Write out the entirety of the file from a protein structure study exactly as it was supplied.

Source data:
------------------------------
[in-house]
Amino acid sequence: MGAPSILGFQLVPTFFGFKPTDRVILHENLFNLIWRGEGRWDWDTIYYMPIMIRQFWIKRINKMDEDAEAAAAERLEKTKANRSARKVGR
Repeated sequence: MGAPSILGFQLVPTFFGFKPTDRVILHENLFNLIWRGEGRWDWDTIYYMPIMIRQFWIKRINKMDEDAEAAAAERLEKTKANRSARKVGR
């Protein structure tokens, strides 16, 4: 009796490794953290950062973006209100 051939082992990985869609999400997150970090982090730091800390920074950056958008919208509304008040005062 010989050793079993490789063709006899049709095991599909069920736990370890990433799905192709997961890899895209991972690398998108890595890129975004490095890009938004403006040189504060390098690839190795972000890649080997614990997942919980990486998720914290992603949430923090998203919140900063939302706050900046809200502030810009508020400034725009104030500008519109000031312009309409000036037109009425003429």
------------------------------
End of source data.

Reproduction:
[in-house]
Amino acid sequence: MGAPSILGFQLVPTFFGFKPTDRVILHENLFNLIWRGEGRWDWDTIYYMPIMIRQFWIKRINKMDEDAEAAAAERLEKTKANRSARKVGR
Repeated sequence: MGAPSILGFQLVPTFFGFKPTDRVILHENLFNLIWRGEGRWDWDTIYYMPIMIRQFWIKRINKMDEDAEAAAAERLEKTKANRSARKVGR
């Protein structure tokens, strides 16, 4: 009796490794953290950062973006209100 051939082992990985869609999400997150970090982090730091800390920074950056958008919208509304008040005062 010989050793079993490789063709006899049709095991599909069920736990370890990433799905192709997961890899895209991972690398998108890595890129975004490095890009938004403006040189504060390098690839190795972000890649080997614990997942919980990486998720914290992603949430923090998203919140900063939302706050900046809200502030810009508020400034725009104030500008519109000031312009309409000036037109009425003429």